Note: The Windows 7 Release Candidate is no longer available for download. The following information are kept for archiving purposes.
Most tech blogs are reporting that the Windows 7 Release Candidate has been released to the public. It is available on the official Microsoft website where it can be downloaded as a 32-bit or 64-bit edition in five supported languages.
The expected rush has already started and the Microsoft servers are bogging down under the load. While the main page seems to load and display fine, the login step that is required before downloading the release candidate is not. It takes a long time and does end most of the time with a blank page or errors.
Every tech blog is pointing to the official website and most users try to download it directly from there. This obviously leads to the high server load that users are experiencing at the moment. A far better solution is to avoid the main server and find servers that are not hammered by users to download the release candidate build from.
The Technet server (or
MSDN) can also be used by anyone to download the Windows 7 Release Candidate. These are not swarmed right now and offer a far better response rate and download speed.
Just load the address linked above and sign in to a Windows Live account in the upper right corner first.
After that pick your Windows 7 edition or editions that you want to download, fill out a small form and download the Windows 7 Release Candidate in the end. The process is almost fluent but guaranteed to work at this point in time whereas the official route will lead to server errors and blank pages.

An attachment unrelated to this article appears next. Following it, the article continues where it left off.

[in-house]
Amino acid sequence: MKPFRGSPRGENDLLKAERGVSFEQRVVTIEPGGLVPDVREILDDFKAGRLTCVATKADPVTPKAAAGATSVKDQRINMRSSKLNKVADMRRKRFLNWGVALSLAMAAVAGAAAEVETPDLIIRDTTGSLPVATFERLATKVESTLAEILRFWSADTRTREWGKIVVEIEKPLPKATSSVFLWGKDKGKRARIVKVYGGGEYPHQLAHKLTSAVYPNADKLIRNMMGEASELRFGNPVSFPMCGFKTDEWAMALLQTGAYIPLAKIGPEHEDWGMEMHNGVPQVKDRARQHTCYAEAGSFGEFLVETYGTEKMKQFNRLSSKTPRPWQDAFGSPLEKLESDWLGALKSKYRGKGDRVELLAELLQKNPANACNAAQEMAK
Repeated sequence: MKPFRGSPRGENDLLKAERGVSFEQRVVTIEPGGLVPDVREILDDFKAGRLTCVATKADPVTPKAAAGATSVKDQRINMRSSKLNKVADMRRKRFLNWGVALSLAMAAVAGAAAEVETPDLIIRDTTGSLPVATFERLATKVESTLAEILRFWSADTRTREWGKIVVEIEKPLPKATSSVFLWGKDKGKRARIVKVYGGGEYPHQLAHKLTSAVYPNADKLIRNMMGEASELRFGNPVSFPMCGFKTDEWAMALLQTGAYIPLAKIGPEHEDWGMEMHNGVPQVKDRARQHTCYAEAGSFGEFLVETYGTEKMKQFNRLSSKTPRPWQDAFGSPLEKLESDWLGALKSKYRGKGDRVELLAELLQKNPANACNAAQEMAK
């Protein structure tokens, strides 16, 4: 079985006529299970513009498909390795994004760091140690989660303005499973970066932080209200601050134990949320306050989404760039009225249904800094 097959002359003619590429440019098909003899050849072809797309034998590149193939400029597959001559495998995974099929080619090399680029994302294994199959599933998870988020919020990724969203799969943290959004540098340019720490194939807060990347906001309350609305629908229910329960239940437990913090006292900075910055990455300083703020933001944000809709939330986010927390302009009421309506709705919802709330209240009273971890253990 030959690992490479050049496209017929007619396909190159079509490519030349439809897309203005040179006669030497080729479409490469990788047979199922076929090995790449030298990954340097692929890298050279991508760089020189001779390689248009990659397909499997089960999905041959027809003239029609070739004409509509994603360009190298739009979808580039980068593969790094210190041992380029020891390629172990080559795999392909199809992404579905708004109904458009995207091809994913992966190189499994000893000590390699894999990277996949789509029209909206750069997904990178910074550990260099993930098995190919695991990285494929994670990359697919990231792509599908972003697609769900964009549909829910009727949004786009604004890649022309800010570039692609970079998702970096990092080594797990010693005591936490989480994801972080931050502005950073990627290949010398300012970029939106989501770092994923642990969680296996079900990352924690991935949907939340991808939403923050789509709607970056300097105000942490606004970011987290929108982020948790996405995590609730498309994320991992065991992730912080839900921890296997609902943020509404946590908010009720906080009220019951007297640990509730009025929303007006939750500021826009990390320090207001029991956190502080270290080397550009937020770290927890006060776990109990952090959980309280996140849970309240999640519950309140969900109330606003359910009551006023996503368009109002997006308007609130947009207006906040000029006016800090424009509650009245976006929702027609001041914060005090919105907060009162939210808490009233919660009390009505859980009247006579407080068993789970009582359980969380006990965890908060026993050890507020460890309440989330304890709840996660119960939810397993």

Another option that you have is to wait until the rush slows down. If you do not depend on getting the newest version of the Windows 7 operating system as soon as possible, you may want to use that option instead.
For most users, it should not make a difference if you download and install the release candidate today or tomorrow. So, if you can wait, do so to save time and nerves.
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Ghacks is a technology news blog that was founded in 2005 by Martin Brinkmann. It has since then become one of the most popular tech news sites on the Internet with five authors and regular contributions from freelance writers.